2. The merging of the product and production life cycle. The second core element is the merging of product and production life cycle based on a common data model. This will allow manufacturers to meet the challenges that result through ever-shorter product life cycles, both technically and in business.
  3. Cyber-physical systems. Cyber-physical systems are a basis for the increase in manufacturing flexibility that results in shorter time to market. These production units can be flexibly integrated into existing production processes. Cyber physical systems combine communications, IT, data, and physical elements using core technologies, including sensor networks; Internet communication infrastructure; intelligent, real-time processing and event management; big data and data provisioning; embedded software for logic; and automated operations and management of systemic activities across enterprises.

See also[edit]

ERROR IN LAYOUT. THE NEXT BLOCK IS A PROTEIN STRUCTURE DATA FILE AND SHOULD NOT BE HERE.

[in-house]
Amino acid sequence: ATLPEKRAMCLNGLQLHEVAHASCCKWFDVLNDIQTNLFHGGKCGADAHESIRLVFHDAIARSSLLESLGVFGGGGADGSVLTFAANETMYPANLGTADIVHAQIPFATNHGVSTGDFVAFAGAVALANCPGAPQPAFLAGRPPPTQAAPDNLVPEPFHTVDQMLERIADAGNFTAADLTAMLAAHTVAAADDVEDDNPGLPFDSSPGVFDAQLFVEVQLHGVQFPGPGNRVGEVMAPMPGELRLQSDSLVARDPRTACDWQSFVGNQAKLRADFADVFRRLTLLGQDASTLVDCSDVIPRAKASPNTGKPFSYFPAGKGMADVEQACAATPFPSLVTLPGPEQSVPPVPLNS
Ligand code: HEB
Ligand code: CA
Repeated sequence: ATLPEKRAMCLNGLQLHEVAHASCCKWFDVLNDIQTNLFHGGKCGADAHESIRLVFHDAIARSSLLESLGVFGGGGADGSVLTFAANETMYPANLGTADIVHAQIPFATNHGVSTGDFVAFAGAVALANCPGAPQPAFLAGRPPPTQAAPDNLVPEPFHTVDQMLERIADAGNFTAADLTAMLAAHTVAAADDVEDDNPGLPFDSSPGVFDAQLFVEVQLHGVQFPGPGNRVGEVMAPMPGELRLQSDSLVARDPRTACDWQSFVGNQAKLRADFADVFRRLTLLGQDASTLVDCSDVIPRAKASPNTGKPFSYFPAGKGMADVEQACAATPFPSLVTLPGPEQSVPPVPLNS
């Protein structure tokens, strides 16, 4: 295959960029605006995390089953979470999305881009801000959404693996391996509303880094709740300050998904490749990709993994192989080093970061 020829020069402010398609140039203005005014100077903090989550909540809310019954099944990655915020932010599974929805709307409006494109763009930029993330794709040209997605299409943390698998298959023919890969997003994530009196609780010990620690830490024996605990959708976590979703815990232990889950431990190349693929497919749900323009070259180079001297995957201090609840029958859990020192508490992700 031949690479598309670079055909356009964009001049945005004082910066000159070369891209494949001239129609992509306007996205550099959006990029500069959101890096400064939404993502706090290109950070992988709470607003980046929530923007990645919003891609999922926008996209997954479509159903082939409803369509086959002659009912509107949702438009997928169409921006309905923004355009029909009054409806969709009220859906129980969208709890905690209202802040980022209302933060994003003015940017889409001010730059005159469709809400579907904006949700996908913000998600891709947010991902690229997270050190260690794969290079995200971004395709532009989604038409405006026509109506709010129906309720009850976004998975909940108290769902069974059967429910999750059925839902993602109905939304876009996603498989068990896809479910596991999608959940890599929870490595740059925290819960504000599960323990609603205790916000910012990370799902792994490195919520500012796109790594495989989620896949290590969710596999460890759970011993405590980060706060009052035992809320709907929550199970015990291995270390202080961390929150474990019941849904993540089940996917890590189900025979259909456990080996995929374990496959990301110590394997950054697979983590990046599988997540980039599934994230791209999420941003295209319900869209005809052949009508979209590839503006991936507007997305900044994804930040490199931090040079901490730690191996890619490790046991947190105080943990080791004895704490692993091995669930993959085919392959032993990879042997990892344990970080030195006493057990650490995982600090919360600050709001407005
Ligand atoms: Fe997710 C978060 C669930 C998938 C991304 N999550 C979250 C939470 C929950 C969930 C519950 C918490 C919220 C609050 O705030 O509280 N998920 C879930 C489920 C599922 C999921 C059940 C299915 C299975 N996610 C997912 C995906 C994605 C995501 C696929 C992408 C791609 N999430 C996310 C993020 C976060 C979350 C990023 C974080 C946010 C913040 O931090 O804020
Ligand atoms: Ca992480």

References[edit]

  1. ^ a b Davis, Jim; Edgar, Thomas; Porter, James; Bernaden, John; Sarli, Michael (2012-12-20). "Smart manufacturing, manufacturing intelligence and demand-dynamic performance". Computers & Chemical Engineering. FOCAPO 2012. 47: 145–156. doi:10.1016/j.compchemeng.2012.06.037.
  2. ^ a b SMLC 2011
  3. ^ Shipp, Stephanie S. (March 2012). "Emerging Global Trends in Advanced Manufacturing" (PDF). Emerging Global Trends in Advanced Manufacturing. Insititute for Defense Analysis. Retrieved April 2016. Check date values in: |access-date= (help)
  4. ^ a b c "On the Journey to a Smart Manufacturing Revolution". www.industryweek.com. 2015-12-30. Retrieved 2016-02-17.